Debris flows, also known as lahars when they involve volcanic material, are mixtures of sediments and water that flow down the slopes in response to gravity. The proportion of water and sediment in these mixtures can vary significantly, which in turn results in a wide range of flow typologies and behaviours. In fact, the rheology of debris flows (i.e. the way the flows deform and move in response to an applied stress field) is strongly controlled by the concentration of the solid load in the fluid-carried phase (usually water): even small variations of the fluid:solid proportion can lead to a significant change of the flow rheology, which cascades into the flow speed, thickness, flooded area, runout and ability to transport large blocks and eventually influences their hazard.
Furthermore, the rheology of these flows is influenced by the presence of clay and silt particles. In fact, a distinction between cohesive and non-cohesive debris flows is widely applied based on the presence of clay and silt material. This distinction is not just a mere terminological exercise. A cohesive debris flow has peculiar properties; in particular the distance it can travel is generally larger than the non-cohesive counterpart. Volcanogenic debris flows can be cohesive, especially where flows are fed by the remobilisation of old, altered deposits.
In order to understand the transport-deposition mechanisms of volcanic debris flows and relate them to the textural features displayed by their deposits, we are working on the Royal Society Newton Advanced Fellowship ‘Quantitative characterisation of the rheology and transport-sedimentation mechanisms of cohesive and non-cohesive debris flows by integrating deposits analyses, large-scale experiments and numerical modelling (NAF\R2\180833) led by Prof Damiano Sarocchi (Universidad Autónoma de San Luis Potosí, Mexico) and in collaboration with Prof Javier Caballero (Universidad Nacional Autónoma de México (UNAM), Mexico). This project is also supported by BGS Official Development Assistance (ODA), Research platform 3 ‘Global geological risk‘.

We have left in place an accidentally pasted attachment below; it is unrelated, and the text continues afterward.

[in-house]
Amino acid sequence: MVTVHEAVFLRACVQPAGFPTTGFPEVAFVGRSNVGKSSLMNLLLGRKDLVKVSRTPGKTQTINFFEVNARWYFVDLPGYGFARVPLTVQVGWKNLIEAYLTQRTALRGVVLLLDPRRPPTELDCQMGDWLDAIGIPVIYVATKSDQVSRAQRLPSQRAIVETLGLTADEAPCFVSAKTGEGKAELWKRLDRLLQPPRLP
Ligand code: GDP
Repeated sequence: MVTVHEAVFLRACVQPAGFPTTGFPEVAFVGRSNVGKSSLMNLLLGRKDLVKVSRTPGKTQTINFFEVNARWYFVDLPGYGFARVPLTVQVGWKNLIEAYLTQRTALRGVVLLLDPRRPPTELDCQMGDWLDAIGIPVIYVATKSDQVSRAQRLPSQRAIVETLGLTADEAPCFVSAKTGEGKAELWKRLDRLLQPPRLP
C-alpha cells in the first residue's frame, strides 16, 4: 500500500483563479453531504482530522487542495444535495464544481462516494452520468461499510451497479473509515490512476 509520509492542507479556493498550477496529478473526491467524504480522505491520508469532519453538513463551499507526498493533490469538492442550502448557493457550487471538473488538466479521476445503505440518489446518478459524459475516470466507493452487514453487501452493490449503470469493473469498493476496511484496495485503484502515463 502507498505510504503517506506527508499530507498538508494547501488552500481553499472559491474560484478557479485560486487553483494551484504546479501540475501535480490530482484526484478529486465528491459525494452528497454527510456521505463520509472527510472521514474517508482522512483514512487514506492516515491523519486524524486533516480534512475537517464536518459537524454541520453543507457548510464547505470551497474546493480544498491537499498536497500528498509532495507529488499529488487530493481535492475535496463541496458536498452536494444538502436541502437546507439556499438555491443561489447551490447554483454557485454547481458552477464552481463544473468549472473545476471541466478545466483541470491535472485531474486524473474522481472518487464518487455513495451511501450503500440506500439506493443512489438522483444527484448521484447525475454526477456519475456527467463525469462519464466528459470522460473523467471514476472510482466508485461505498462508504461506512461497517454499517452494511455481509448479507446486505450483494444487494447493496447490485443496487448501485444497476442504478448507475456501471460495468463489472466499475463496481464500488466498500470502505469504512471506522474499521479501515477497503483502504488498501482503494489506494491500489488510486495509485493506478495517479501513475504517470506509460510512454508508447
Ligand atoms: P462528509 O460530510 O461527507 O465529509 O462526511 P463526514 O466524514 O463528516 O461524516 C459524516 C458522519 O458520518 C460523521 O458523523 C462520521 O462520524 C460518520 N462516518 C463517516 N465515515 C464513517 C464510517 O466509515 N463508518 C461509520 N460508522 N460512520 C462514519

This project uses a multidisciplinary approach, which includes the following.
- Field analysis of debris flow deposits in Mexico (Pico de Orizaba and Colima volcanoes) to quantitatively analyse the runout, stratigraphy and textural properties, in particular the distribution of grain size, shape and fabric inside the deposit.
- Large-scale experiments with a variably sloped, 5 m-long and 0.3 m-wide chute equipped with an array of cameras (including high-speed, high-resolution cameras) and sensors to track the movement of the flow front; rheometric measurements of the mixtures of volcanic particles and water used in the experiments, using a prototype for a concrete rheometer.
- Numerical modelling of natural flows using models available in the literature and implementing the acquired knowledge from the experiments.
We are currently playing a major role in the design of the large-scale experiments campaign using the large-scale chute installed at the University of San Luis Potosí. The chute is equipped with a chamber where variable amount of particle/water mixtures are stored prior to an experiment. The mixture is released into the chute by opening an electronically controlled gate. The spatial–temporal evolution of the flow is monitored via an array of cameras and laser barriers that track the position of the flow front. A deposition area is connected to the chute exit with a break in slope that ensures the flow stoppage. Samples of the generated deposit are taken at different locations to investigate how the textural properties change within the deposit.
After a first experimental campaign focused on the reproducibility of the experimental runs and measures, we are currently carrying new experiments out in order to investigate:
- the influence of changing the water:sediment ratios on the flow and sedimentation processes
- the influence of clay content on the flow and sedimentation processes.
If you want to discover more then please contact Fabio Dioguardi.